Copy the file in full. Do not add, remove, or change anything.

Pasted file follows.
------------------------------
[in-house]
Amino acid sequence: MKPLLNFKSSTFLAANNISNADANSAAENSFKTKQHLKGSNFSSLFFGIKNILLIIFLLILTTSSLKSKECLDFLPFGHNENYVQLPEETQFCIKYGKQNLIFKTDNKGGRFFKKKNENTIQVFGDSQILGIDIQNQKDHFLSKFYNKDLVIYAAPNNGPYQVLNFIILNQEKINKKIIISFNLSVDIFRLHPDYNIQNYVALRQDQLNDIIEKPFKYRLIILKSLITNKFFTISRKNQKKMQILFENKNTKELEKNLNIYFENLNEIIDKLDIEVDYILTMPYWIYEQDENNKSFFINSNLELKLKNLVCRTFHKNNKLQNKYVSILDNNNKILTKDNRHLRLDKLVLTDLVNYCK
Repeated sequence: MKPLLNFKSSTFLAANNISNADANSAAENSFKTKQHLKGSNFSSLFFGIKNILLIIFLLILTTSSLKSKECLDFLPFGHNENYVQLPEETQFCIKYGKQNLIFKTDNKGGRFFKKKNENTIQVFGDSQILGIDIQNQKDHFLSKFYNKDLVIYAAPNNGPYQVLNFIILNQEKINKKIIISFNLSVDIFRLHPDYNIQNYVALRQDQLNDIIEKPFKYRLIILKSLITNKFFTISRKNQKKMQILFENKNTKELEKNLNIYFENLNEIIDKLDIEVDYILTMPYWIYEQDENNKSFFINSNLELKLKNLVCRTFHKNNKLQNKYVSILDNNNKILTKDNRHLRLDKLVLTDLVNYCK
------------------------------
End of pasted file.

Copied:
[in-house]
Amino acid sequence: MKPLLNFKSSTFLAANNISNADANSAAENSFKTKQHLKGSNFSSLFFGIKNILLIIFLLILTTSSLKSKECLDFLPFGHNENYVQLPEETQFCIKYGKQNLIFKTDNKGGRFFKKKNENTIQVFGDSQILGIDIQNQKDHFLSKFYNKDLVIYAAPNNGPYQVLNFIILNQEKINKKIIISFNLSVDIFRLHPDYNIQNYVALRQDQLNDIIEKPFKYRLIILKSLITNKFFTISRKNQKKMQILFENKNTKELEKNLNIYFENLNEIIDKLDIEVDYILTMPYWIYEQDENNKSFFINSNLELKLKNLVCRTFHKNNKLQNKYVSILDNNNKILTKDNRHLRLDKLVLTDLVNYCK
Repeated sequence: MKPLLNFKSSTFLAANNISNADANSAAENSFKTKQHLKGSNFSSLFFGIKNILLIIFLLILTTSSLKSKECLDFLPFGHNENYVQLPEETQFCIKYGKQNLIFKTDNKGGRFFKKKNENTIQVFGDSQILGIDIQNQKDHFLSKFYNKDLVIYAAPNNGPYQVLNFIILNQEKINKKIIISFNLSVDIFRLHPDYNIQNYVALRQDQLNDIIEKPFKYRLIILKSLITNKFFTISRKNQKKMQILFENKNTKELEKNLNIYFENLNEIIDKLDIEVDYILTMPYWIYEQDENNKSFFINSNLELKLKNLVCRTFHKNNKLQNKYVSILDNNNKILTKDNRHLRLDKLVLTDLVNYCK